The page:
WASHINGTON — Homeland Security Secretary Kirstjen Nielsen said today that the National Guard would be quickly called to the souther border because “we continue to see unacceptable levels of illegal drugs, dangerous gang activity, transnational criminal organizations and illegal immigration flow across,” but the particulars needed to be cleared by border governors.
Nielsen said Trump’s directive tells the Department of Defense and the Department of Homeland Security to “work together with our governors to deploy the National Guard to our southwest border to assist the Border Patrol.”
Despite a “Trump effect” under which illegal crossings significantly dropped, she told reporters in the White House briefing room, “We’ve recently seen the numbers of illegal border crossings rise from 40-year lows last April to pre — back to previous levels. Our current border security and immigration laws fail the American people.”
Nielsen claimed that more immigrants claiming credible fear to enter the asylum process is “indicative of the rising level of fraud that plagues our system.”
She said full details of the National Guard plan wouldn’t be disclosed yet “because much of what we will be doing in conjunction with the border state governors will be worked out through the appropriate processes, as it has been in the past.”
Mexican Foreign Minister Luis Videgaray tweeted that he spoke with Nielsen today and she “clarified some aspects of the National Guard deployment at the border.”
“Mexico will act in a sovereign way in defense of the nation’s interest,” Videgaray added.
In a lengthier account of the call, Mexico’s Ministry of Foreign Affairs said Nielsen assured Videgaray that the National Guard “will not carry weapons or carry out immigration or customs control functions” and compared the characteristics of the deployment to President George W. Bush sending 6,000 troops to help the Border Patrol in a support capacity in 2006 and President Obama sending 1,200 National Guard to the border in 2010 to help combat drug and human smuggling.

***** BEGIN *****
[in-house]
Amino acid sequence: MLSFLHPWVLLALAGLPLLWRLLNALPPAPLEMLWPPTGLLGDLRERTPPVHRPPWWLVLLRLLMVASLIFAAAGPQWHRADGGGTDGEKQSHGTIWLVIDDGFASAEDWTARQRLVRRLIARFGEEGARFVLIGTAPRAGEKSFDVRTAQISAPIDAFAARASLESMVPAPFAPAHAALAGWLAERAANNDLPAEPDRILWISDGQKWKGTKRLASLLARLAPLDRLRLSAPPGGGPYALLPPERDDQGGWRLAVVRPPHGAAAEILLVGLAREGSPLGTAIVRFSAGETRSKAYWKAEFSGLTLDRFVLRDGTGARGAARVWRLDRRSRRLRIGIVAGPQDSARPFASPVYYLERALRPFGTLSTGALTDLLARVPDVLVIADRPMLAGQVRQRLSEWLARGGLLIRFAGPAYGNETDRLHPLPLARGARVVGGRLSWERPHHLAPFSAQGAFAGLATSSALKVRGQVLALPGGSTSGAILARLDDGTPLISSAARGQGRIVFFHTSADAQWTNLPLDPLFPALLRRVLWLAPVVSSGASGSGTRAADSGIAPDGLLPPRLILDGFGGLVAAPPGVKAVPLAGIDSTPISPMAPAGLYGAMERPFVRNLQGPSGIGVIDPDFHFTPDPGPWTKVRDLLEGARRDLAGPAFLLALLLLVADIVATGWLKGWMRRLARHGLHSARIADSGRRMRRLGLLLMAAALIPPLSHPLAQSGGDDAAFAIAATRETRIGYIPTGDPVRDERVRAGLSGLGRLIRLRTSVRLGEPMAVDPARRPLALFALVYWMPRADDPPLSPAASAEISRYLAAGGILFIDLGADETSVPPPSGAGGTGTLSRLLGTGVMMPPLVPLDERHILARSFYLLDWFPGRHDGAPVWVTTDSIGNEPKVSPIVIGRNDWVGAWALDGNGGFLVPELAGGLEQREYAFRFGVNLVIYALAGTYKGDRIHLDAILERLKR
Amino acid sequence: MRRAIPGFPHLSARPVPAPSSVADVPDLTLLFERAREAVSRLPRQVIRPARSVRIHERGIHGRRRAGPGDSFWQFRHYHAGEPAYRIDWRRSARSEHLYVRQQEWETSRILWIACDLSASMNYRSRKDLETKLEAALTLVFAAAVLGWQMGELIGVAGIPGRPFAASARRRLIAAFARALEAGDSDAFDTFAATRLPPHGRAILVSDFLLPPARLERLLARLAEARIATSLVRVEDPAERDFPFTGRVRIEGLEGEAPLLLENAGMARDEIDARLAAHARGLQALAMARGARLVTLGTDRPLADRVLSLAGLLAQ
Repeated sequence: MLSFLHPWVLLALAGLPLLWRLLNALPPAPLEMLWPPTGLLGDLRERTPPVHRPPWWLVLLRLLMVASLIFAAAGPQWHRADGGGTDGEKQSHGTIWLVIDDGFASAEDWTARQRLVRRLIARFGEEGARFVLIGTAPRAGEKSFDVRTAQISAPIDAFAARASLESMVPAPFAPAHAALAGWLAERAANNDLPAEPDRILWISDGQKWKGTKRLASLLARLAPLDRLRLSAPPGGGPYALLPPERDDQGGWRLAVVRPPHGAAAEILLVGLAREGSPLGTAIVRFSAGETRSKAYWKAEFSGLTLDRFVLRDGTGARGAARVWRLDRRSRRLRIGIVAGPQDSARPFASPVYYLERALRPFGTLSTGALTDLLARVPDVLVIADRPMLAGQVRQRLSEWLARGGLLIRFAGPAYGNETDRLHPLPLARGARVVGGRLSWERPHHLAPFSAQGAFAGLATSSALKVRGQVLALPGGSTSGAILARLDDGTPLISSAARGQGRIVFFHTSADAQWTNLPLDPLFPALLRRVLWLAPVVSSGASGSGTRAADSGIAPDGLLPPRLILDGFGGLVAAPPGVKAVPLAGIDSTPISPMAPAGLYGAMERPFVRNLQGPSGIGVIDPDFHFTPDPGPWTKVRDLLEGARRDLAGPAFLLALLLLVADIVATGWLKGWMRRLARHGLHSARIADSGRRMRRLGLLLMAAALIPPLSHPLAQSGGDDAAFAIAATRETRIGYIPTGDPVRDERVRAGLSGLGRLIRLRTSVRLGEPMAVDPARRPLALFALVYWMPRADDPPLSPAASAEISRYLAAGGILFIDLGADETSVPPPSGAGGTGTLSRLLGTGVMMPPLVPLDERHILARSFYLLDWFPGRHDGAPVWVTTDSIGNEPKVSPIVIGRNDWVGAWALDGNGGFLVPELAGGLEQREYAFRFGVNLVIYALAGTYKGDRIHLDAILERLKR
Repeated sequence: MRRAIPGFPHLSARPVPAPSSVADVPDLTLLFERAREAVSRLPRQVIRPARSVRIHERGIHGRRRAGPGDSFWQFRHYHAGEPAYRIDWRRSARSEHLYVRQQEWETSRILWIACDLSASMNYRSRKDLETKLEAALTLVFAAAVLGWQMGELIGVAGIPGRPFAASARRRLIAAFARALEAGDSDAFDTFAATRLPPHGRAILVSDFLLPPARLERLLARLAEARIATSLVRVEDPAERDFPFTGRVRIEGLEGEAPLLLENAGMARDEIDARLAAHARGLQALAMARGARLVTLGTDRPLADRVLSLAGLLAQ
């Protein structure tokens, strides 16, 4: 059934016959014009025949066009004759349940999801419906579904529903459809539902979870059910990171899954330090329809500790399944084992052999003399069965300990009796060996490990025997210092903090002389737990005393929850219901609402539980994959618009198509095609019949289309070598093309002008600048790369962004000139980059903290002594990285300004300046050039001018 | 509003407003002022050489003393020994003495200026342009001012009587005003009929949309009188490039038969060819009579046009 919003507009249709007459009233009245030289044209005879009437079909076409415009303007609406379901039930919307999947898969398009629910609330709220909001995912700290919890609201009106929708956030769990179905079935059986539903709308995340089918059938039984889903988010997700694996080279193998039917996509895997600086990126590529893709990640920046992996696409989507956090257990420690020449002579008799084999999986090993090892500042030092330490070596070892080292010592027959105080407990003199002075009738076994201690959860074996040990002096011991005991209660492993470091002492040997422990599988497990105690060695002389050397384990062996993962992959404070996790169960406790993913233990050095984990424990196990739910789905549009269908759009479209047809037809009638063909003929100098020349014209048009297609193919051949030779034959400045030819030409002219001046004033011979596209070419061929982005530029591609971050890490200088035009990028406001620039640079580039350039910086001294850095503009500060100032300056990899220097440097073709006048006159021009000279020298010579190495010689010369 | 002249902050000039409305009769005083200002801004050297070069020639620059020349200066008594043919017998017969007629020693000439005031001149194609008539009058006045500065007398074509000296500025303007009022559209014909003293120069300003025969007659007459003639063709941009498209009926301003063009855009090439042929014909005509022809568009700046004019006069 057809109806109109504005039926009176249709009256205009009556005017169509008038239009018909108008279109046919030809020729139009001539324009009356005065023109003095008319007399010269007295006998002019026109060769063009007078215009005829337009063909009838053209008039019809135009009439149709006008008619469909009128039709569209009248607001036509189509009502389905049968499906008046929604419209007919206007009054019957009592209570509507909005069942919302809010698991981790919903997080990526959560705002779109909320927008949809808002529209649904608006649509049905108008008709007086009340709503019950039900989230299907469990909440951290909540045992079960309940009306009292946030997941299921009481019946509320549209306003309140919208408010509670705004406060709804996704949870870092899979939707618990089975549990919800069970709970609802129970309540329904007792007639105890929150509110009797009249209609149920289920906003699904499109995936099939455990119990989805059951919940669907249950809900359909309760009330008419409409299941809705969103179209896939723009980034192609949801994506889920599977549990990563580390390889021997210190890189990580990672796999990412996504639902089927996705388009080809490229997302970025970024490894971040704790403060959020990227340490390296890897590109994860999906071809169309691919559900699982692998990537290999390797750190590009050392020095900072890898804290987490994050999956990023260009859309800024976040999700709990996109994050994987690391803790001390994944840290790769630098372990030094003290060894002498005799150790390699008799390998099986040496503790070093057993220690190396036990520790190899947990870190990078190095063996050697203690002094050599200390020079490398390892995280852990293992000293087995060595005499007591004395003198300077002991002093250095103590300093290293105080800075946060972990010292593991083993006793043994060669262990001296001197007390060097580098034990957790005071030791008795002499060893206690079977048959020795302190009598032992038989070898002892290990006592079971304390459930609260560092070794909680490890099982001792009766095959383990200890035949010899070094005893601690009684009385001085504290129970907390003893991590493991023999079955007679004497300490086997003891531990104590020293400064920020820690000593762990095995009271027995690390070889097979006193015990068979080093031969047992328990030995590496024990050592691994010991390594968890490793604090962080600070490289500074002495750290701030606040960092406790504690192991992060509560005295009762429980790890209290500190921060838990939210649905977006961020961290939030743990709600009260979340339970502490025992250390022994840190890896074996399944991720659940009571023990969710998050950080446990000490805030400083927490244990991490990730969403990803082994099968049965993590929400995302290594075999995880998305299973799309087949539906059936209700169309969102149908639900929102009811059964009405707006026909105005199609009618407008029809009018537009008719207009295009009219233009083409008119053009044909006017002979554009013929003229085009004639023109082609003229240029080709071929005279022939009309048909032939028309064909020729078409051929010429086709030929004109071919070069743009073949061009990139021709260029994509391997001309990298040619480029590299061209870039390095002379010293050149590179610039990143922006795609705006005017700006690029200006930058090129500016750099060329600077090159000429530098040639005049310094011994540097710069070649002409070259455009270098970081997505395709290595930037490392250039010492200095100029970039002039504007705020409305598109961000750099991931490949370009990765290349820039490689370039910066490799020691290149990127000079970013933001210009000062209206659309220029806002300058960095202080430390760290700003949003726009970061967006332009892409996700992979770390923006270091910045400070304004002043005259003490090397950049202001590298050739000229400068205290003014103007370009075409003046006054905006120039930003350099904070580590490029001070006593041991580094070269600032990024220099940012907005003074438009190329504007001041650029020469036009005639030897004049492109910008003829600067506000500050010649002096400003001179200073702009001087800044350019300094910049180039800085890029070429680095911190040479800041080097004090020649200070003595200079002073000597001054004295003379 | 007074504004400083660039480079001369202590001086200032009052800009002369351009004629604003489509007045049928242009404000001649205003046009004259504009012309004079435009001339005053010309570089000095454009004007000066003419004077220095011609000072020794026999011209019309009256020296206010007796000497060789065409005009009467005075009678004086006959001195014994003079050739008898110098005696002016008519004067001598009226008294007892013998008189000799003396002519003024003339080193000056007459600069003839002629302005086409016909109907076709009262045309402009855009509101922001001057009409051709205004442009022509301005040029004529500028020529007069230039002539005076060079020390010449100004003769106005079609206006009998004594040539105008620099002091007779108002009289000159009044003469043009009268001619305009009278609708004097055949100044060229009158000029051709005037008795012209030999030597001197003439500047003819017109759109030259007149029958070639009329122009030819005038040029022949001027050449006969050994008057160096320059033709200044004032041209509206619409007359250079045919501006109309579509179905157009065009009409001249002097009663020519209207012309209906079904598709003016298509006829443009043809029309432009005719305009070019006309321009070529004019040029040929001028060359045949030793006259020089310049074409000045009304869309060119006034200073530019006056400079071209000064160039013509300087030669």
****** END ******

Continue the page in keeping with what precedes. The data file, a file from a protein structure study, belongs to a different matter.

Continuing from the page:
Videgaray told Nielsen that “if the announced deployment of the National Guard resulted in a militarization of the border, it would seriously damage the bilateral relationship,” the ministry said.
In speaking with reporters, Nielsen said of her conversation with Mexican counterparts, “They understand the administration’s desire, much like their own, to control illegal entry into our country. They understand and respect our national sovereignty.”
Nielsen said she hoped the “deployment begins immediately,” pending conversations with border governors.
“We are giving them the opportunity to review our suggestions of how the National Guard can support the Border Patrol. But as soon as the numbers are available, we’ll provide them,” she said. “It will be strong. It will be as many as is needed to fill the gaps that we have today, is what I can tell you.”
Nielsen confirmed that, as in previous operations, the National Guard will not be conducting border enforcement “as of now.”
She said the urgency of calling up the Guard now is based partly on “anticipating” more border crossings as the weather gets warmer.
Trump said Tuesday at a White House news conference with Baltic leaders that his administration was “preparing for the military to secure our border” because “the Mexican border is very unprotected by our laws.”
“We have horrible, horrible and very unsafe laws in the United States, and we’re going to be able to do something about that hopefully soon,” he said. “Hopefully Congress will get their act together and get in and create some very powerful laws, like Mexico has, and like Canada has, and like almost all countries have.”
On Tuesday evening, the White House said Trump received a briefing from senior administration officials last week “on the growing influx of illegal immigration, drugs and violent gang members from Central America, and directed a vigorous administrative strategy to confront this threat and protect America’s national security.”
Trump received a follow-up briefing Tuesday, the White House added, “to discuss his administration’s strategy, which includes the mobilization of the National Guard.” He met with Defense Secretary James Mattis, Homeland Security Secretary Kirstjen Nielsen, Attorney General Jeff Sessions, Chairman of the Joint Chiefs of Staff Gen. Joseph Dunford, Chief of Staff John Kelly.